1. Bowen ratio
The Bowen ratio is defined as follows (Ponce, 1989):
in which B = Bowen ratio; Qh = sensible heat transfer from water body to the atmosphere by convection and conduction; Qe = energy expended in the evaporation process; Ts = water surface temperature, in °C; Ta = overlying air temperature, in °C; es = saturation vapor pressure at the water surface temperature, in millibars (mb); ea = vapor pressure of the overlying air, in mb; p = atmospheric pressure, in mb; γ = psychrometric constant, in mb °C-1 (Note that 1000 has the units of mb).
2. The psychrometric constant γ
The psychrometric constant γ is expressed as follows:
in which cp = specific heat of air at constant pressure, in cal gr-1 °C-1; p = atmospheric pressure, in mb; rMW = ratio of the molecular weight of water vapor to dry air: rMW = 0.622, and λ = latent heat of water vaporization, in cal gr-1.
The specific heat of air between 0°C and 40°C is: cp = 1.005 J gr-1 °C-1 = 0.24017 cal gr-1 °C-1. The mean sea-level atmospheric pressure is: p = 1013.25 mb. Therefore, at sea level, the psychrometric constant is:
which reduces to:
with λ in cal gr-1 and γ in mb °C-1.
For any atmospheric pressure p (mb), the psychrometric constant is:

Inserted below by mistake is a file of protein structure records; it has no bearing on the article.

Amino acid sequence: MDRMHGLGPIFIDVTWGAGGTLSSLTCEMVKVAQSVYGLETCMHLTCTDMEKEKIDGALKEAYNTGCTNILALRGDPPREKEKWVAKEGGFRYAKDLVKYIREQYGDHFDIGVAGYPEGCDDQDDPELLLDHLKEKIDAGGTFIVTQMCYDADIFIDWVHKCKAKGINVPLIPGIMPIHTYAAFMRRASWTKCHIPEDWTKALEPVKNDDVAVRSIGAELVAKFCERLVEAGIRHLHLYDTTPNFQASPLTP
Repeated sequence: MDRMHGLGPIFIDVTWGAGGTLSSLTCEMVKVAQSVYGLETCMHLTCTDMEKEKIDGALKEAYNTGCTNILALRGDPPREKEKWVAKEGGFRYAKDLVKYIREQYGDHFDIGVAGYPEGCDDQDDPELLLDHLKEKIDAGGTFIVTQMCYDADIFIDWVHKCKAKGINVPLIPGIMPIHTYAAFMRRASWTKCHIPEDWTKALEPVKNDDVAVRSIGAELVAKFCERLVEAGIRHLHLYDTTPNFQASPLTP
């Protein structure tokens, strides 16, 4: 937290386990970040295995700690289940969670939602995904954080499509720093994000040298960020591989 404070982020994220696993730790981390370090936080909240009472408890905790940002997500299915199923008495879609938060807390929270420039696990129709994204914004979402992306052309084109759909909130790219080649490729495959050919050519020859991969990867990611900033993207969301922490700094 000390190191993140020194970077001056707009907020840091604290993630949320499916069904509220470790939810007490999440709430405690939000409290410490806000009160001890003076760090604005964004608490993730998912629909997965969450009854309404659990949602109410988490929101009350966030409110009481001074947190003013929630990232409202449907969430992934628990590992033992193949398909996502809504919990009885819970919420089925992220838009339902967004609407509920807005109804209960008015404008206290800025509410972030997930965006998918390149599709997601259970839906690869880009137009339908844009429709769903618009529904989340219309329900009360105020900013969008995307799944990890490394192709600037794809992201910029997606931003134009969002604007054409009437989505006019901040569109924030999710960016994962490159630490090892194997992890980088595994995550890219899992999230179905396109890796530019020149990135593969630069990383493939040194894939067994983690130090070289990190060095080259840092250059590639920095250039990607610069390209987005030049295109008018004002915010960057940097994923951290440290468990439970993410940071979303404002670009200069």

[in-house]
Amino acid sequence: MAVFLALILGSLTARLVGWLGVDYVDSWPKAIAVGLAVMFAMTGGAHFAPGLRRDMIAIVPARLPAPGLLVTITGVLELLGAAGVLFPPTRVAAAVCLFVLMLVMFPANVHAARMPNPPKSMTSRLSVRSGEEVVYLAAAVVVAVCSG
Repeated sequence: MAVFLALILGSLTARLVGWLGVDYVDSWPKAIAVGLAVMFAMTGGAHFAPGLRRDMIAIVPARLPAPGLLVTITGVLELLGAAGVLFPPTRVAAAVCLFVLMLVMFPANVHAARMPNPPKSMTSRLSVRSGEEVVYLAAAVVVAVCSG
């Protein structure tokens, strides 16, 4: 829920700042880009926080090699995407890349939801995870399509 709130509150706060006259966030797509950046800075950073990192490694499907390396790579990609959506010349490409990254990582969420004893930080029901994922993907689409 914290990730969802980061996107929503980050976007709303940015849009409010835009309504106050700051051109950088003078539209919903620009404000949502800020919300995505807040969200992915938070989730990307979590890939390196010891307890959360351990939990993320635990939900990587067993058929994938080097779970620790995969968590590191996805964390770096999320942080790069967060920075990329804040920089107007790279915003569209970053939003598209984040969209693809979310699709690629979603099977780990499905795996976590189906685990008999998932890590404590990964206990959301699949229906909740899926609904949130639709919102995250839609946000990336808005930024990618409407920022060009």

which reduces to:
with p in mb, λ in cal gr-1 and γ in mb °C-1.
3. Variation of γ with temperature
Since λ varies with temperature, γ also varies with temperature. Table 1 shows the variation of the psychrometric constant γ with temperature, at standard sea-level atmospheric pressure (p = 1013.25 mb) (Fig. 1).
Fig. 1 Variation of the psychrometric constant with temperature,
at standard atmospheric pressure.
The slight variation of the psychrometric constant γ with temperature has been explained and clarified. The aim is to increase the accuracy of online evaporation calculations (http://onlinecalc.sdsu.edu)
Fig. 2 Ira Sprague Bowen.
Ponce, V. M. 1989. Engineering Hydrology: Principles and Practices. Prentice Hall, Englewood Cliffs, New Jersey.